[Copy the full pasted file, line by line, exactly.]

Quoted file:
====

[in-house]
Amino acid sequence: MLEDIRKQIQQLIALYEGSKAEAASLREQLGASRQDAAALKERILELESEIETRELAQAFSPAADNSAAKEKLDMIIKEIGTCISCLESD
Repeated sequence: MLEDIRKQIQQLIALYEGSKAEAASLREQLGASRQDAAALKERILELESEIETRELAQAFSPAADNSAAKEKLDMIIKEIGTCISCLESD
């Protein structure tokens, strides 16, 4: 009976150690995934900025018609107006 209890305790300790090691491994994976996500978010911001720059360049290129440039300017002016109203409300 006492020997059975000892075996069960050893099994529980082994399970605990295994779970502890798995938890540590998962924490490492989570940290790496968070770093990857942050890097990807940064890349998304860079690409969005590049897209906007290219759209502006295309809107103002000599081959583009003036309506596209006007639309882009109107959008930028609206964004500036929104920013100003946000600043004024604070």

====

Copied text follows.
[in-house]
Amino acid sequence: MLEDIRKQIQQLIALYEGSKAEAASLREQLGASRQDAAALKERILELESEIETRELAQAFSPAADNSAAKEKLDMIIKEIGTCISCLESD
Repeated sequence: MLEDIRKQIQQLIALYEGSKAEAASLREQLGASRQDAAALKERILELESEIETRELAQAFSPAADNSAAKEKLDMIIKEIGTCISCLESD
């Protein structure tokens, strides 16, 4: 009976150690995934900025018609107006 209890305790300790090691491994994976996500978010911001720059360049290129440039300017002016109203409300 006492020997059975000892075996069960050893099994529980082994399970605990295994779970502890798995938890540590998962924490490492989570940290790496968070770093990857942050890097990807940064890349998304860079690409969005590049897209906007290219759209502006295309809107103002000599081959583009003036309506596209006007639309882009109107959008930028609206964004500036929104920013100003946000600043004024604070």